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October 03, 1986 - Image 4

Resource type:
The Michigan Daily, 1986-10-03

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Page 4
3bie M1E11d311Ug atIn
Edited and managed by students at The University of Michigan
Vol. XCVII, No. 22 420 Maynard St.
Ann Arbor, MI 48109
Unsigned editorials represent a majority of the Daily's Editorial Board'
All other cartoons, signed articles, and letters do not necessarily represent the opinion of the Daily.

Friday, October 3, 1981

The Michigan Daily:

Nite Owl

A T LAST , THE executive
officers of the University have
approved , the majority of
recommendations put forth by
the Campus Safety Committee.
The result is a real lift for the
Nite Owl.
Started in 1969, the Nite Owl
bus service was intended to offer
students, faculty, and staff a
safe ride at night; its ef-
fectiveness has been ques-
tionable. Poor identification of
both the van and its drivers has
led to more than one woman
mistaking imposter vans for
Nite Owl. After significant
protest, the van is now equipped
with a lighted sign and drivers
must wear badges. Insufficient
advertising and promotion of the
service have left many potential
riders in the dark about where
busstops are located and when
the bus operates. Now ;posters
are being designed and plast-
ered around campus and maps
are being distributed. Though
infrequent operating times and
dimly lit busstops have created
dangerously long waiting
periods for riders, busstops are
now better lighted and soon the
van will circulate every twenty
The University hasn't given
in to demands for another van,
but it will provide a full sized
bus for peak user periods, such
as mid term and finals week. In
the near future, Nite Owl will
service the athletic and medical
campus as well as Helen
Newberry and Betsy Barbour

The Campus Safety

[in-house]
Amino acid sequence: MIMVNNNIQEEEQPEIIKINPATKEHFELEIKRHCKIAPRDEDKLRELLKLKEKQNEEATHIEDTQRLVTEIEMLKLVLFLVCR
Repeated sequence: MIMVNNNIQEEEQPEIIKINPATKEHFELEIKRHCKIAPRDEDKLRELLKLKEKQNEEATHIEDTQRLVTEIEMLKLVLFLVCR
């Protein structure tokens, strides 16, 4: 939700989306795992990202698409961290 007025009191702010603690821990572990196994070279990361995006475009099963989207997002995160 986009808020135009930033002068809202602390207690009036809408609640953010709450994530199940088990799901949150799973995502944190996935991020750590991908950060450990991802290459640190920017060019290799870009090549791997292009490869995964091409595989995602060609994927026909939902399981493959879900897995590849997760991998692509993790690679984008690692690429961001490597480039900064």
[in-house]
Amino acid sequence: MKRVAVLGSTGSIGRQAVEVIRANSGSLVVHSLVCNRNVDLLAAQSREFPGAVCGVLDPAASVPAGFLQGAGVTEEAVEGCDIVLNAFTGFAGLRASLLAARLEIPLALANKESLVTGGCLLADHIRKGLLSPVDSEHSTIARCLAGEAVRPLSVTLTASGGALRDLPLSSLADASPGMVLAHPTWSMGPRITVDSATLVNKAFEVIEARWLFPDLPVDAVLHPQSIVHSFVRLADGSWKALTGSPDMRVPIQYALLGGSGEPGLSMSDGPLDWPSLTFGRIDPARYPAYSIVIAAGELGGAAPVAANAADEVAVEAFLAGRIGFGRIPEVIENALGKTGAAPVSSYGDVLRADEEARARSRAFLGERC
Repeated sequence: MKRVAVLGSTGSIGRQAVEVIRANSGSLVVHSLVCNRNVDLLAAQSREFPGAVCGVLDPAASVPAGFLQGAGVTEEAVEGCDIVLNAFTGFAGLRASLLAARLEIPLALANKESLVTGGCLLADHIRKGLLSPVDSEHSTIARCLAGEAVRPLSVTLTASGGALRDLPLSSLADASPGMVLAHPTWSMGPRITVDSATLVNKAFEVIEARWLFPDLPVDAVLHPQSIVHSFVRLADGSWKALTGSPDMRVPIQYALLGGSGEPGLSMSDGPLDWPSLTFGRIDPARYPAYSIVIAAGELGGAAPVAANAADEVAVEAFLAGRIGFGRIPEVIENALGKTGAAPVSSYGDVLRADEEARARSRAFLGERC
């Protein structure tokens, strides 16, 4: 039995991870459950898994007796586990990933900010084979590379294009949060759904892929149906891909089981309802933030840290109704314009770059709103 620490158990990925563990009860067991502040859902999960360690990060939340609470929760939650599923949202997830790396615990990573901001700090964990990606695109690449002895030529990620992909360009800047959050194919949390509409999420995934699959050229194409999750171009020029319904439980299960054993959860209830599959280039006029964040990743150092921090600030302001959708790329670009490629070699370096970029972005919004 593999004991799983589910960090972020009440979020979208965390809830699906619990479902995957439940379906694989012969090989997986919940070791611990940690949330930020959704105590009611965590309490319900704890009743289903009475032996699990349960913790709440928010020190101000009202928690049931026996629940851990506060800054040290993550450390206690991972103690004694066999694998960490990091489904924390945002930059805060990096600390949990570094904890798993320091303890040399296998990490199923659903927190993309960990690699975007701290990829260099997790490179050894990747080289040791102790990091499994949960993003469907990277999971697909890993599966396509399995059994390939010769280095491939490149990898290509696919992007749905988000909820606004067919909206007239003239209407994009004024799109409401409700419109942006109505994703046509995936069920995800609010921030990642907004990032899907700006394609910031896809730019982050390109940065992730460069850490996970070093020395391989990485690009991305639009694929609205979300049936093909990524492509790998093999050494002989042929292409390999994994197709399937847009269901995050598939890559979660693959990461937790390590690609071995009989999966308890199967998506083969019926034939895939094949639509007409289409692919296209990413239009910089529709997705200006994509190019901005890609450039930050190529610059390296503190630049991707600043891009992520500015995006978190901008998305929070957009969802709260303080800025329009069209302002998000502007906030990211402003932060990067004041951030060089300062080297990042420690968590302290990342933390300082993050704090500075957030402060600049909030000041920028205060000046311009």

Committee has been able to
accomplish so much largely
because it cuts across tra-
ditional areas of responsibility
by incorporating a wide range of
representatives from different
campus departments. In
addition to these members, the
committee has benefitted, as has
the entire campus, from the
work of PIRGIM and the MSA
Women's Issues Committee.
They submitted a survey based
on their experiences with the
Nite Owl in March. Even with
the support of their results the
Nite Owl's expansion has only
been approved for one year. The
committee will be responsible
for providing documentation of
increased use during that time.
Since the committee's inception
in 1984, proving to the executive
officers that there is a realistic
need for Nite Owl's expansion
has been a continual struggle.
With the recently opened
discussion of rape on campus,
the administration probably
feels less threatened by
expanding Nite Owl. Rather
than viewing such a measure as
a poor reflection of campus
security ( i.e. Why do we need to
broaden Nite Owl since there is
no real safety threat on
campus?) the administration
belatedly realizes that
recognition of existing and
potential problems is actually a
strength. With increased access
to information and an expanded
Nite Owl, the entire community
is better able to prevent assault.

B a m e
By Leslie Eringaard
and Henry Park
This is the second of a three
part series.
Crowbar suspects that there are
supernatural forces. During his
involvement with faith healing, he
claims to have witnessed a person
whose hip was crushed completely heal
and a cripple 's stunted leg grow out to
normal length.
Crowbar saw many abuses of